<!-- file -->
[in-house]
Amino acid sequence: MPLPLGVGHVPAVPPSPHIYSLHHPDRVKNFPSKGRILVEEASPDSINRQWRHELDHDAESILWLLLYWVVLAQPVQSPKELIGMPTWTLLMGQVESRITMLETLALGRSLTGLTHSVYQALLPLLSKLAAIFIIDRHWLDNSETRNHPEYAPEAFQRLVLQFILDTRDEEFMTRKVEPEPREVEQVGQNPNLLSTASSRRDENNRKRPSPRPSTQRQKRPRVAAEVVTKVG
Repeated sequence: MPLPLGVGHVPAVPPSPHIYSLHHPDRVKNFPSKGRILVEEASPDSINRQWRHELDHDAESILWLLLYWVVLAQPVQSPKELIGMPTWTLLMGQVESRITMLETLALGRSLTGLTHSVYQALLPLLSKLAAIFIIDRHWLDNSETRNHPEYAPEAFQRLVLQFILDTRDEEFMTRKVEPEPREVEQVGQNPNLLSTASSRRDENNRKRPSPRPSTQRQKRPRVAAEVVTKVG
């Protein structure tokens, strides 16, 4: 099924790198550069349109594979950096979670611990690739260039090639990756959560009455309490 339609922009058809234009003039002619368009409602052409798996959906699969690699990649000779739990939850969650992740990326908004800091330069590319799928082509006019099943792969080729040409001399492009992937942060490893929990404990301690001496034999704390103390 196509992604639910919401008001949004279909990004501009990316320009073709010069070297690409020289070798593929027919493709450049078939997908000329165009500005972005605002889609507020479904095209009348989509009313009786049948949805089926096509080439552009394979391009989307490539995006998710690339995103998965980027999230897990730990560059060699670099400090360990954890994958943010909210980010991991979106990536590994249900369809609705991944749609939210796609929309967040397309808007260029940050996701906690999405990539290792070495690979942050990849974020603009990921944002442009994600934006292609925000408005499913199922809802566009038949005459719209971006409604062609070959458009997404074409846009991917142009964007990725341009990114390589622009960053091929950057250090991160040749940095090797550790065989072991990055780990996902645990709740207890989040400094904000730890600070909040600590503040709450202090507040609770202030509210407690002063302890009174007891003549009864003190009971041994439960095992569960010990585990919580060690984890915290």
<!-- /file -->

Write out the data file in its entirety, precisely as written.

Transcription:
[in-house]
Amino acid sequence: MPLPLGVGHVPAVPPSPHIYSLHHPDRVKNFPSKGRILVEEASPDSINRQWRHELDHDAESILWLLLYWVVLAQPVQSPKELIGMPTWTLLMGQVESRITMLETLALGRSLTGLTHSVYQALLPLLSKLAAIFIIDRHWLDNSETRNHPEYAPEAFQRLVLQFILDTRDEEFMTRKVEPEPREVEQVGQNPNLLSTASSRRDENNRKRPSPRPSTQRQKRPRVAAEVVTKVG
Repeated sequence: MPLPLGVGHVPAVPPSPHIYSLHHPDRVKNFPSKGRILVEEASPDSINRQWRHELDHDAESILWLLLYWVVLAQPVQSPKELIGMPTWTLLMGQVESRITMLETLALGRSLTGLTHSVYQALLPLLSKLAAIFIIDRHWLDNSETRNHPEYAPEAFQRLVLQFILDTRDEEFMTRKVEPEPREVEQVGQNPNLLSTASSRRDENNRKRPSPRPSTQRQKRPRVAAEVVTKVG
């Protein structure tokens, strides 16, 4: 099924790198550069349109594979950096979670611990690739260039090639990756959560009455309490 339609922009058809234009003039002619368009409602052409798996959906699969690699990649000779739990939850969650992740990326908004800091330069590319799928082509006019099943792969080729040409001399492009992937942060490893929990404990301690001496034999704390103390 196509992604639910919401008001949004279909990004501009990316320009073709010069070297690409020289070798593929027919493709450049078939997908000329165009500005972005605002889609507020479904095209009348989509009313009786049948949805089926096509080439552009394979391009989307490539995006998710690339995103998965980027999230897990730990560059060699670099400090360990954890994958943010909210980010991991979106990536590994249900369809609705991944749609939210796609929309967040397309808007260029940050996701906690999405990539290792070495690979942050990849974020603009990921944002442009994600934006292609925000408005499913199922809802566009038949005459719209971006409604062609070959458009997404074409846009991917142009964007990725341009990114390589622009960053091929950057250090991160040749940095090797550790065989072991990055780990996902645990709740207890989040400094904000730890600070909040600590503040709450202090507040609770202030509210407690002063302890009174007891003549009864003190009971041994439960095992569960010990585990919580060690984890915290």